Child’s tooth money leads to opening of new pop-up hostel in London

Malachi Place, a brand-new center to help tackle homelessness in Ilford, East London, recently opened its doors. The initiative is a joint $6.4 million venture by The Salvation Army and the London Borough of Redbridge Council. The building comprises 42 self-contained flats, finished and decorated to provide safe, comfortable homes. It is the first of its kind in the U.K. to target “rough” sleepers—individuals sleeping outdoors—who have no recourse to public funds.

The center was named to recognize Malachi Justin, a 10-year-old boy who became concerned about people sleeping outdoors. When his first baby tooth fell out at the age of 5, Malachi gave his five-pound “tooth fairy” money to the local Salvation Army, along with a note asking them to spend it on helping people experiencing homelessness.

Five years later, this little boy’s dream of a better future for homeless people is a reality with the Feb. 24 opening of the new homeless complex. Malachi was an invited guest as the first residents moved into their new accommodation.

“I can’t believe it has actually happened and we have built a home for the homeless,” he said. “I’m really happy that The Salvation Army used my money to do this. No one should have to sleep on the streets. Everyone should have a home. I’m still only 10 but I know that homelessness is getting worse, but this shows there is something we can all do to help.”

Captain John Clifton, The Salvation Army’s leader in Ilford, added: “Malachi’s donation and note really challenged us to do more for the people forced to sleep rough in Ilford. For many years we have offered emergency shelter to Ilford’s street community and, while we could offer food and shelter, we knew it wasn’t enough.

“People end up sleeping rough for lots of complex reasons and it could be anything from job loss or poor health to addiction. Malachi gave us the focus to think about how we could build homes and provide support to get residents back to independent living. 

“It is our ambition to see it replicated in other parts of the country. If Malachi can start this from just five pounds, others can follow his path.”

Councillor Jas Athwal, Leader of the London Borough of Redbridge Council, which generously paid the construction costs, said: “It is fantastic that Malachi Place is now up and running—a ground-breaking joint initiative to help tackle homelessness for those with no recourse to public funds…we will continue our efforts to eliminate rough sleeping in the London Borough of Redbridge.”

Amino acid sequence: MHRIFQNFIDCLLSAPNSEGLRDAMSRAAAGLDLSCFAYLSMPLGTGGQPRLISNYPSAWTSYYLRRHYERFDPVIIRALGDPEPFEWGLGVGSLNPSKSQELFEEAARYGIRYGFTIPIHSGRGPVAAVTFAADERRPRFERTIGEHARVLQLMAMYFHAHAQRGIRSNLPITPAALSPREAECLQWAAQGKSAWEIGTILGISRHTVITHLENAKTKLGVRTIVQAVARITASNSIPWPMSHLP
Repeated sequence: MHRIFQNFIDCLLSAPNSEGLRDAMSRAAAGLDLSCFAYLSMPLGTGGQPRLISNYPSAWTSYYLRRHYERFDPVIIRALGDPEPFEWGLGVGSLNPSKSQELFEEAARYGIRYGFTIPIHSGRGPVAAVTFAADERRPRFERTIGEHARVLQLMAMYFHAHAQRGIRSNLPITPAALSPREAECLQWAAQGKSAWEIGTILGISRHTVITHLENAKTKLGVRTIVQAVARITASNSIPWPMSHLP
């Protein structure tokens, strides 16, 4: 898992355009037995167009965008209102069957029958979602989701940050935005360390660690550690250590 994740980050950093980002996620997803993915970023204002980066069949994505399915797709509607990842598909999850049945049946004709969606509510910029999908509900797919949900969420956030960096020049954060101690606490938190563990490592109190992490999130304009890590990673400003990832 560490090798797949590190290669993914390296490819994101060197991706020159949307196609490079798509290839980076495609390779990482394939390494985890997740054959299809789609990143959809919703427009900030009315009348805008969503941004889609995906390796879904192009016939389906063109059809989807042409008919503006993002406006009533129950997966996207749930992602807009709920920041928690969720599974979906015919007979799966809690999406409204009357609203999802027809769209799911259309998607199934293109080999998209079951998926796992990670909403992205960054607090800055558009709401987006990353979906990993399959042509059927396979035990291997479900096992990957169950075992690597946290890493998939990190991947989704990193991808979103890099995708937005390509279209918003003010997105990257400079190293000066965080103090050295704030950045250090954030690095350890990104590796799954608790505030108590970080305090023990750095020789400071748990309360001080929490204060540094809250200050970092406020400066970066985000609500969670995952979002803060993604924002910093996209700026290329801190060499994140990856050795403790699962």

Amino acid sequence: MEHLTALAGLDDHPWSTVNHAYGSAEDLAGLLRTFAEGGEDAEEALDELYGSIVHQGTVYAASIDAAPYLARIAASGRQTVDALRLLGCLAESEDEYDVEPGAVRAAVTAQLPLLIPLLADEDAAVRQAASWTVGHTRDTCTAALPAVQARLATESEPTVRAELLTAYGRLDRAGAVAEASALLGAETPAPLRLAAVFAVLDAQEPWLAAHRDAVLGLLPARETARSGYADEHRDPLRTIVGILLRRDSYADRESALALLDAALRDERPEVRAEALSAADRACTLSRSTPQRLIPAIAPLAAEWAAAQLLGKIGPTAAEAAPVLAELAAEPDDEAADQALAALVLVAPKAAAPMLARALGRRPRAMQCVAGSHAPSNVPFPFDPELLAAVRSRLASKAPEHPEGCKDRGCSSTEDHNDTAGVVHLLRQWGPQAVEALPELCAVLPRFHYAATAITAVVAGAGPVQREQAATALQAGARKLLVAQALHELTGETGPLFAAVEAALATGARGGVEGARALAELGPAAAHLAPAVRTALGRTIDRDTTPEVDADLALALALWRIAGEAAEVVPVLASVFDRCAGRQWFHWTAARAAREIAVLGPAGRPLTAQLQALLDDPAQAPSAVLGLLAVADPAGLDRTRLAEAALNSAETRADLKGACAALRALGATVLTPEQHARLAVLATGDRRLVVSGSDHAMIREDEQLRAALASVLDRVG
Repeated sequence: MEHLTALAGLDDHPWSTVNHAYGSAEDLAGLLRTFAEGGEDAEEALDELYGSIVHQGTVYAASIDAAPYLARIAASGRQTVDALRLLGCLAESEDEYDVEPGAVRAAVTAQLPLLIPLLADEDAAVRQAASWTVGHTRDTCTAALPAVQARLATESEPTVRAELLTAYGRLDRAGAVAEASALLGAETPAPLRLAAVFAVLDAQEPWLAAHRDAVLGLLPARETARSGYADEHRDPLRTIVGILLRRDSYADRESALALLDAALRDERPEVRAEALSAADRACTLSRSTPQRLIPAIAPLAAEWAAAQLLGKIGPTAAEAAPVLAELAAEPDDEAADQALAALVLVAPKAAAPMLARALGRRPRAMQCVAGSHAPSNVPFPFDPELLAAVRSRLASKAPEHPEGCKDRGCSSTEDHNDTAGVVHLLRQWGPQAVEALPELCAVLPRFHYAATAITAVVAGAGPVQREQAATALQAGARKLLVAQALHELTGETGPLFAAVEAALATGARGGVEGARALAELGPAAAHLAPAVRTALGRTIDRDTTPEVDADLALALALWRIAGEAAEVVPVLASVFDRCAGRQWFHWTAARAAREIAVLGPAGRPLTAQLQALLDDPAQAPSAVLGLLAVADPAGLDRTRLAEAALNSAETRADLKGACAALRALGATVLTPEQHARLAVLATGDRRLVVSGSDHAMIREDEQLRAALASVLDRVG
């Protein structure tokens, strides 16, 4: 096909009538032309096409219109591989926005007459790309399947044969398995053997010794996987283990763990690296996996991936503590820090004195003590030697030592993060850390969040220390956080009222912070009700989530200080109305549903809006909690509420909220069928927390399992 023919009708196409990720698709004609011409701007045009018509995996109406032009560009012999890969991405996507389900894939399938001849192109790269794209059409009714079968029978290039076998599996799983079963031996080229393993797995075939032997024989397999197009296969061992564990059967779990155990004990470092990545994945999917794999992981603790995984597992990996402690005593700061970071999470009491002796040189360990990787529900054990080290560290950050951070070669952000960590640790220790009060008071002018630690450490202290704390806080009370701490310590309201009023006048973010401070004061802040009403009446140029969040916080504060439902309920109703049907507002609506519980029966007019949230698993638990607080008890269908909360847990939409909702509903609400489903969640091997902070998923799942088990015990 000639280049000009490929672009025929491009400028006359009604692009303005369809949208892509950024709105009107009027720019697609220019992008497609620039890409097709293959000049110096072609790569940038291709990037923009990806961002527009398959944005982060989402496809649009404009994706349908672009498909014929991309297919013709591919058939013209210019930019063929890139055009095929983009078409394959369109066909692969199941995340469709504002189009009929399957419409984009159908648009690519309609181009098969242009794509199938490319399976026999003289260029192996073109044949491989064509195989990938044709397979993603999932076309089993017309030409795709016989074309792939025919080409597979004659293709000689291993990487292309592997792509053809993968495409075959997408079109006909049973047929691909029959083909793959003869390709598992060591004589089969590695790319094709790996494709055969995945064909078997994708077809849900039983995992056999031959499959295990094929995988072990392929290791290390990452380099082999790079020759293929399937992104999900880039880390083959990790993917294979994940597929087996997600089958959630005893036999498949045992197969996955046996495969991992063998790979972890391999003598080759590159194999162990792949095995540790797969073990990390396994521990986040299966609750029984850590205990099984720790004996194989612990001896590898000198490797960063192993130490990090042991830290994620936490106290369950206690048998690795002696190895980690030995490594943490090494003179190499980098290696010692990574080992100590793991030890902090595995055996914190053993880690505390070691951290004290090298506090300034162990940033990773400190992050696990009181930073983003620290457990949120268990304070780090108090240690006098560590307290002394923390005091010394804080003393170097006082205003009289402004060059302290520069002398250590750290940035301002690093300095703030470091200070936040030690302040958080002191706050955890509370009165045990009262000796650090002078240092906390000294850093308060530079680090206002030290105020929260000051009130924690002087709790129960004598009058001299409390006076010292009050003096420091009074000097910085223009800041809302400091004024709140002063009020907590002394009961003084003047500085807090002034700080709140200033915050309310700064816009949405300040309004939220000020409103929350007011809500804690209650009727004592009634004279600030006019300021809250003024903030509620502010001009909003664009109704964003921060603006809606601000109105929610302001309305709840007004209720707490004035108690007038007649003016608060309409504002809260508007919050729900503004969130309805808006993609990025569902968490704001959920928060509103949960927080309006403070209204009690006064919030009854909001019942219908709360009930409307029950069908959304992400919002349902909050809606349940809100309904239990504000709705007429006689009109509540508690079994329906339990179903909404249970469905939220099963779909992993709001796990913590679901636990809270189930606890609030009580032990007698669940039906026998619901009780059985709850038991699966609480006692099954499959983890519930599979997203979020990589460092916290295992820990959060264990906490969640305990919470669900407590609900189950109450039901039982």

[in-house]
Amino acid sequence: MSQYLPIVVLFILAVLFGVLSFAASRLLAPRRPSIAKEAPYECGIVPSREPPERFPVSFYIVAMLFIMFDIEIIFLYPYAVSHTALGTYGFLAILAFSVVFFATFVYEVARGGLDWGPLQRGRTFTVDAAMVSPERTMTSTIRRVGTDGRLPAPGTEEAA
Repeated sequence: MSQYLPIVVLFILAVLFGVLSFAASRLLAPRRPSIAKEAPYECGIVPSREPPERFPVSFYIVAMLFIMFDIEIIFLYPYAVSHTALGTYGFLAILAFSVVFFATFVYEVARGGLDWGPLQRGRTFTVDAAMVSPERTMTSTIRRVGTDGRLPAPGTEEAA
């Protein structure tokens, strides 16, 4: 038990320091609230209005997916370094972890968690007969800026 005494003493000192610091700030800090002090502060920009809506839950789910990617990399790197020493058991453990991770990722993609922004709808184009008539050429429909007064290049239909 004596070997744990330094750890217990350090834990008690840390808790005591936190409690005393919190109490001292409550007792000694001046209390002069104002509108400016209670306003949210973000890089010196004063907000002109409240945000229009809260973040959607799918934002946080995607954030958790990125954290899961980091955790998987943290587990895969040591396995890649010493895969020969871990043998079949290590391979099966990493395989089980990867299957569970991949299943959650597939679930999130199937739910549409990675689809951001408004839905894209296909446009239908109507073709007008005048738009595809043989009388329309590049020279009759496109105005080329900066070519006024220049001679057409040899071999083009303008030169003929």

Among the first residents moving into Malachi Place will be Frank Wrona, age 40, originally from the north of England who has been sleeping outdoors on and off for three years while recovering from addiction. Since taking control of his addictions, Wrona has been desperate to find a place to live and get a permanent job. 

“I just want to get settled and move on with my life, so getting a room at Malachi Place gets me one step closer to achieving that,” he said.

Malachi Place will provide year-round accommodation and support for people who have been sleeping rough. The Salvation Army will provide 24-hour on-site support for residents to help them deal with the many issues that led them to homelessness, including domestic violence, childhood trauma, relationship breakdown and mental health issues.

The flats were fitted out off-site and lifted into position by a crane. Each unit in the four-story building has a bed/sitting room with its own cooking facilities and a private bathroom. There is also a bicycle workshop, opening in May, where residents can learn skills to help them find a job.  

As well as the initial five pounds from Malachi, The Salvation Army has received support for the project from a number of organizations and charitable trusts, including Allchurches Trust. The trust funded the fit-out and furnishings for the new homes, and also prepared personalized welcome hampers for every resident.

From a report by the United Kingdom Territory with the Republic of Ireland

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